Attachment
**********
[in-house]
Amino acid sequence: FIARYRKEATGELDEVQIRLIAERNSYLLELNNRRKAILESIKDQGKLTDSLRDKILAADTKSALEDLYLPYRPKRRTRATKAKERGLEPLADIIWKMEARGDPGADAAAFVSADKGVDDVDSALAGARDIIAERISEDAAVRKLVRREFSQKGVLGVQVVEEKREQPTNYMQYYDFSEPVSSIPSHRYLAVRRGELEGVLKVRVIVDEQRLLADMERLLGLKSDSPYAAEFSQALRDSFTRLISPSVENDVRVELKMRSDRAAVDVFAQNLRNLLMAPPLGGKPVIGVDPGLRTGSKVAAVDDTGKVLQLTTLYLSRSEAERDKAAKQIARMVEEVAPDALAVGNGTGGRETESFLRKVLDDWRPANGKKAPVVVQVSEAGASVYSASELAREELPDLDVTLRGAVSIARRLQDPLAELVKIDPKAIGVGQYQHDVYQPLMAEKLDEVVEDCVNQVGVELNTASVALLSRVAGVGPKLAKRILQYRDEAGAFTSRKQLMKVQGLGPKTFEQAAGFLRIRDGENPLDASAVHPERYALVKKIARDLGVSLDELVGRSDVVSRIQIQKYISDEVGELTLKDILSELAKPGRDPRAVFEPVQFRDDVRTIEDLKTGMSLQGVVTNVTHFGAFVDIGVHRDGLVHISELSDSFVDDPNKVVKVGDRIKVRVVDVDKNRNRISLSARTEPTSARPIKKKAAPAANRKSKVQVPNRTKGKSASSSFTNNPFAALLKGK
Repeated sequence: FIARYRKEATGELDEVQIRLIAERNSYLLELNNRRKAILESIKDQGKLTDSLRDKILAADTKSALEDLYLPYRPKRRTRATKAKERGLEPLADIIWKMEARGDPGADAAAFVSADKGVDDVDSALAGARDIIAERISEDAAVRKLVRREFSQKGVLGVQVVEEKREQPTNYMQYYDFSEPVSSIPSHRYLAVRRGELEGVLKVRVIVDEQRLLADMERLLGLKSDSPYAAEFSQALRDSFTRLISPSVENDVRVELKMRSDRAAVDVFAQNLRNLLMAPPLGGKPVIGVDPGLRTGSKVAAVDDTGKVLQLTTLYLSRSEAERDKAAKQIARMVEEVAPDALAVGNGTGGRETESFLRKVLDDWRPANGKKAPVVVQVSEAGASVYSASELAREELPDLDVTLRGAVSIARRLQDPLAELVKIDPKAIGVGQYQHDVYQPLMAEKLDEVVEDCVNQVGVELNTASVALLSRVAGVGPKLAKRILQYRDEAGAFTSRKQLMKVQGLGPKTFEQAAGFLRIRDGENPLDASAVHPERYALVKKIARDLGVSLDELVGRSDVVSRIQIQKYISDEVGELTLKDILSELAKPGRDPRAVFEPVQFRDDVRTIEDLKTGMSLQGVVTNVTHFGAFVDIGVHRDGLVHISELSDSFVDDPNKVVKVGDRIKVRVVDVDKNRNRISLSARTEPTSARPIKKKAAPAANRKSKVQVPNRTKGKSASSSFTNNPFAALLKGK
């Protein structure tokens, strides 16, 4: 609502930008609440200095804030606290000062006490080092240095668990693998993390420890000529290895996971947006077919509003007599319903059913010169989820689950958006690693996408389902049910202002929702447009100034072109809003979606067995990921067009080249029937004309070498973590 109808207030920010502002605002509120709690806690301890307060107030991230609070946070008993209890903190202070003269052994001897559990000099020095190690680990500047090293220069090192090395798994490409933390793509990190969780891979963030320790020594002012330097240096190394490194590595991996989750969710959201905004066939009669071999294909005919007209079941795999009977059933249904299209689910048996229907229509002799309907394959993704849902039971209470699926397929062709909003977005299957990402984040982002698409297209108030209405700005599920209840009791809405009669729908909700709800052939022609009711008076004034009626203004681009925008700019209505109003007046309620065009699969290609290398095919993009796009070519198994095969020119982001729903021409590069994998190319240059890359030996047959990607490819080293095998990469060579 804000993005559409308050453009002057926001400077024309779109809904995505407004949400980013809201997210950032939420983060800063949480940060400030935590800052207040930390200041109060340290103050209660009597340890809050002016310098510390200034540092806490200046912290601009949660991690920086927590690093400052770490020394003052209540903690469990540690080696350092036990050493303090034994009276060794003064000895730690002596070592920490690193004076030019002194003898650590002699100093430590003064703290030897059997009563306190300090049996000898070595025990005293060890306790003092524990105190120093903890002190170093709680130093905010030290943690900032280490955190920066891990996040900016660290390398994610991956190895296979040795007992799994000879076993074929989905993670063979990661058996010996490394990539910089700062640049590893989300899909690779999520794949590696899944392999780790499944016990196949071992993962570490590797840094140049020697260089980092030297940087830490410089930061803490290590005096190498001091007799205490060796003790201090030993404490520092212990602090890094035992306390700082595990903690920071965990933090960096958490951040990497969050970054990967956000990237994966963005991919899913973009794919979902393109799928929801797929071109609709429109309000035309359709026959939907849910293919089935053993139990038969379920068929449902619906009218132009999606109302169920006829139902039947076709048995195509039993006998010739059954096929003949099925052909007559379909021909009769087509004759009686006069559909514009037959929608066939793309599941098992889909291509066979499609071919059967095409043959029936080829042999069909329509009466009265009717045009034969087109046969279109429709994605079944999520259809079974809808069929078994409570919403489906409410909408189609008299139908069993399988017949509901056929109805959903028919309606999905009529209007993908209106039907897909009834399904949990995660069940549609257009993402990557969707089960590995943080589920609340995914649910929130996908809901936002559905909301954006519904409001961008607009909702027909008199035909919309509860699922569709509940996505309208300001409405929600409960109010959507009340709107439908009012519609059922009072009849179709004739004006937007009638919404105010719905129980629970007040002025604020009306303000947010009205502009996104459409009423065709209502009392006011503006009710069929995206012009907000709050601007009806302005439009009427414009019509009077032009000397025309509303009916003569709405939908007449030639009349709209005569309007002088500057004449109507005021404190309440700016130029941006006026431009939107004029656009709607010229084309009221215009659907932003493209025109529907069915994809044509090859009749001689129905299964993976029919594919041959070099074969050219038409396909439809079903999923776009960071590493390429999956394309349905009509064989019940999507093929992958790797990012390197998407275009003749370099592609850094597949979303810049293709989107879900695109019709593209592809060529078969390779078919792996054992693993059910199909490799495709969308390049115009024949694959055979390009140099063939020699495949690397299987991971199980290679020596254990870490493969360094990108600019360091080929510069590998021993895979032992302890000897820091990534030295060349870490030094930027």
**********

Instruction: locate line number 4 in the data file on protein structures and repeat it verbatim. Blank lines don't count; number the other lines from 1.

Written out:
């Protein structure tokens, strides 16, 4: 609502930008609440200095804030606290000062006490080092240095668990693998993390420890000529290895996971947006077919509003007599319903059913010169989820689950958006690693996408389902049910202002929702447009100034072109809003979606067995990921067009080249029937004309070498973590 109808207030920010502002605002509120709690806690301890307060107030991230609070946070008993209890903190202070003269052994001897559990000099020095190690680990500047090293220069090192090395798994490409933390793509990190969780891979963030320790020594002012330097240096190394490194590595991996989750969710959201905004066939009669071999294909005919007209079941795999009977059933249904299209689910048996229907229509002799309907394959993704849902039971209470699926397929062709909003977005299957990402984040982002698409297209108030209405700005599920209840009791809405009669729908909700709800052939022609009711008076004034009626203004681009925008700019209505109003007046309620065009699969290609290398095919993009796009070519198994095969020119982001729903021409590069994998190319240059890359030996047959990607490819080293095998990469060579 804000993005559409308050453009002057926001400077024309779109809904995505407004949400980013809201997210950032939420983060800063949480940060400030935590800052207040930390200041109060340290103050209660009597340890809050002016310098510390200034540092806490200046912290601009949660991690920086927590690093400052770490020394003052209540903690469990540690080696350092036990050493303090034994009276060794003064000895730690002596070592920490690193004076030019002194003898650590002699100093430590003064703290030897059997009563306190300090049996000898070595025990005293060890306790003092524990105190120093903890002190170093709680130093905010030290943690900032280490955190920066891990996040900016660290390398994610991956190895296979040795007992799994000879076993074929989905993670063979990661058996010996490394990539910089700062640049590893989300899909690779999520794949590696899944392999780790499944016990196949071992993962570490590797840094140049020697260089980092030297940087830490410089930061803490290590005096190498001091007799205490060796003790201090030993404490520092212990602090890094035992306390700082595990903690920071965990933090960096958490951040990497969050970054990967956000990237994966963005991919899913973009794919979902393109799928929801797929071109609709429109309000035309359709026959939907849910293919089935053993139990038969379920068929449902619906009218132009999606109302169920006829139902039947076709048995195509039993006998010739059954096929003949099925052909007559379909021909009769087509004759009686006069559909514009037959929608066939793309599941098992889909291509066979499609071919059967095409043959029936080829042999069909329509009466009265009717045009034969087109046969279109429709994605079944999520259809079974809808069929078994409570919403489906409410909408189609008299139908069993399988017949509901056929109805959903028919309606999905009529209007993908209106039907897909009834399904949990995660069940549609257009993402990557969707089960590995943080589920609340995914649910929130996908809901936002559905909301954006519904409001961008607009909702027909008199035909919309509860699922569709509940996505309208300001409405929600409960109010959507009340709107439908009012519609059922009072009849179709004739004006937007009638919404105010719905129980629970007040002025604020009306303000947010009205502009996104459409009423065709209502009392006011503006009710069929995206012009907000709050601007009806302005439009009427414009019509009077032009000397025309509303009916003569709405939908007449030639009349709209005569309007002088500057004449109507005021404190309440700016130029941006006026431009939107004029656009709607010229084309009221215009659907932003493209025109529907069915994809044509090859009749001689129905299964993976029919594919041959070099074969050219038409396909439809079903999923776009960071590493390429999956394309349905009509064989019940999507093929992958790797990012390197998407275009003749370099592609850094597949979303810049293709989107879900695109019709593209592809060529078969390779078919792996054992693993059910199909490799495709969308390049115009024949694959055979390009140099063939020699495949690397299987991971199980290679020596254990870490493969360094990108600019360091080929510069590998021993895979032992302890000897820091990534030295060349870490030094930027």